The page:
Mark’s 2016 Errundonnee Wrap-up

One of the great things about the Errandonnee is that it can be whatever you want it to be.  As Michelle writes, it can be a celebration of a way of life – a time to think (and maybe write) about everything that goes into a 12 day stretch.  For me it’s been a prod to try a bit more.  Or maybe a lot more.  Before last year’s event, I’d occasionally take a book or two to the library, but during it I tried bring home a stack of 17 books.  I don’t really recommend that load, but since then I’ve done around 5 books many times.  I’m not sure exactly when it happened, but I changed from avoiding/fearing cargo to it just being a part of the trip.  This year I think my discovery is the use of a stroller as a cargo carrier.  The chair just went so smoothly!  We’re still not sure how we would have attached it to a bike (and maybe in terms of discovering the stroller this was just a stroke of luck since the stroller and chair just fit together so well and other things won’t), and we didn’t really want to deal with moving the car seats around (and actually, you know, driving).  I don’t anticipate a lot of stroller errands, but now it’s in the toolbox.  Carrying the bikes was amusing.  It was a little eye-opening to realize I could just put one (partly) in the backpack.  I’ll have to work harder at attaching things to the outside of it, but maybe there’s something there too.  We’ll see.

Another difference for me was that this year simply involved more running.  Last year was more “we need to do an errand; can I run it?” and this year was “where am I going today?”  I’m also at a point where I’m doing the double commute a fair bit.  The Errandonnee, probably not coincidentally, was part of a two week stretch of more miles than I’ve ever done.  Combining the miles with a pair of workouts each week was pretty demanding, and I did a bit less in the following week.  The volume of miles around town do seem to be having a pretty good effect on me as a runner.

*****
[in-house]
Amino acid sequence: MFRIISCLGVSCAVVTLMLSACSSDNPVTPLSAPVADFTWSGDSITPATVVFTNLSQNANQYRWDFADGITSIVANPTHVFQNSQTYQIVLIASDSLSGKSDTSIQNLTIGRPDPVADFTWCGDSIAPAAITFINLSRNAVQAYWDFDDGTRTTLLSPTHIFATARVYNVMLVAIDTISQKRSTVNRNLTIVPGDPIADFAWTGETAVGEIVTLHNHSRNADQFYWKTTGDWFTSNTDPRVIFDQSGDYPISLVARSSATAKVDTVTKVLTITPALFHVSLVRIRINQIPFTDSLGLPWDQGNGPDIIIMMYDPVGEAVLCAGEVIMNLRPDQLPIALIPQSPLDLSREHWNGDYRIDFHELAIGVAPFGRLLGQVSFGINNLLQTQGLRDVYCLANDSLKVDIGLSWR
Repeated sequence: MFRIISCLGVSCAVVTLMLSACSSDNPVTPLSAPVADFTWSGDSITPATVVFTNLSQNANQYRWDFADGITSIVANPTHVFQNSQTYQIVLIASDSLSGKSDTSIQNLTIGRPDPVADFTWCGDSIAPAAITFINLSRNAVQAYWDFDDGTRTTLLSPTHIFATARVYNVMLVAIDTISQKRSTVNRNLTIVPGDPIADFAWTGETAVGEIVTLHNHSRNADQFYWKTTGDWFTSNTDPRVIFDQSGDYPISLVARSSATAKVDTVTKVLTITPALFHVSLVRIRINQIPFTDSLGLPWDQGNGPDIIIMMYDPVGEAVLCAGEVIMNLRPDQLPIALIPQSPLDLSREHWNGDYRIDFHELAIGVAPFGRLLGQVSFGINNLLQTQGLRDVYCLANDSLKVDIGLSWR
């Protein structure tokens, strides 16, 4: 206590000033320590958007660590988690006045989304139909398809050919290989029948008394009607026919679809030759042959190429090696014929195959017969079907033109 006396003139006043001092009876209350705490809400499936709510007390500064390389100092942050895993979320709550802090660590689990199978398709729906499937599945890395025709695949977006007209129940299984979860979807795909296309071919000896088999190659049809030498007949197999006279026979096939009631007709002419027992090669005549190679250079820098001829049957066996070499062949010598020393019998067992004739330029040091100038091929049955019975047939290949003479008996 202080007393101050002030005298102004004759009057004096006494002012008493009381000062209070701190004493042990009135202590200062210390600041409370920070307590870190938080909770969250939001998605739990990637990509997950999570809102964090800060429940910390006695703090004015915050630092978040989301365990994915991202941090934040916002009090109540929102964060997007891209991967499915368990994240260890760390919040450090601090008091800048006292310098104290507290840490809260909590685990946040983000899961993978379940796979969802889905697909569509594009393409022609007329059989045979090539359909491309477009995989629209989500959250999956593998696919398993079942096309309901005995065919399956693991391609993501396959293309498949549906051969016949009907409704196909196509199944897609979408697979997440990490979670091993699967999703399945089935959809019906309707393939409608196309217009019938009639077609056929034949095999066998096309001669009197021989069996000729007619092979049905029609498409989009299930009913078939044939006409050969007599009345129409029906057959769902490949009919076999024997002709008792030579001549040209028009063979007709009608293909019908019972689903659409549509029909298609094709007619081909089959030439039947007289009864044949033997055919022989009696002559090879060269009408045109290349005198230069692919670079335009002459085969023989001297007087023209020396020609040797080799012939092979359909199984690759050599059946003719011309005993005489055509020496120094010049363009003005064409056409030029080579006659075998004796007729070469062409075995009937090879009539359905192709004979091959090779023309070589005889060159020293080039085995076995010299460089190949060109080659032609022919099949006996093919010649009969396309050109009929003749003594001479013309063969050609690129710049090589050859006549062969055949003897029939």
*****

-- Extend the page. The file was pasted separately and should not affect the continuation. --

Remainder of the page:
The categories are quite flexible.  Michelle and I have fun (though maybe she eventually tires of) debating what goes into which category.  Personal care vs personal business and both of them vs store and non-store errands?  There’s no right answer here.  Just don’t do the same thing 12 times.  Think about trying something new; maybe you’ll discover something.

I did less (or at least less frequent) writing this year.  After the chair, everything else was stuffed into this post, including trip mileage.  So all that leaves is the equipment and a control card.


(Shoes marked with (*) were in last year’s post as well.)

Top row, from left:

  • (*) Mizuno Wave EVO Levitas – I really like running in these shoes.  I’m hitting the end of my first pair, which I’ve held back for only workouts and racing for a long time.  This shoe is now somewhat hard to find.  This pair came from ebay, and I also found a pair a half size larger on an online discount website (not pictured here).
  • Vivobarefoot Evo Pure (black, hard to see) – There are extremely minimal and only come out for short runs.  I didn’t use them during the Errandonnee.
  • (*) New Balance MR1 Minimus Hi-Rez – I like the design on these running-wise, but when I finally started to try to use them, the bottom started tearing in multiple places.  This is probably why this shoe disappeared from the market.  Oh well.  I occasionally glob some Shoe Goo on them and run in them and tear them somewhere else.
  • (*) Saucony Hattori – Nothing new since last year.  I like these for speed days, and they did make an appearance this year because of that.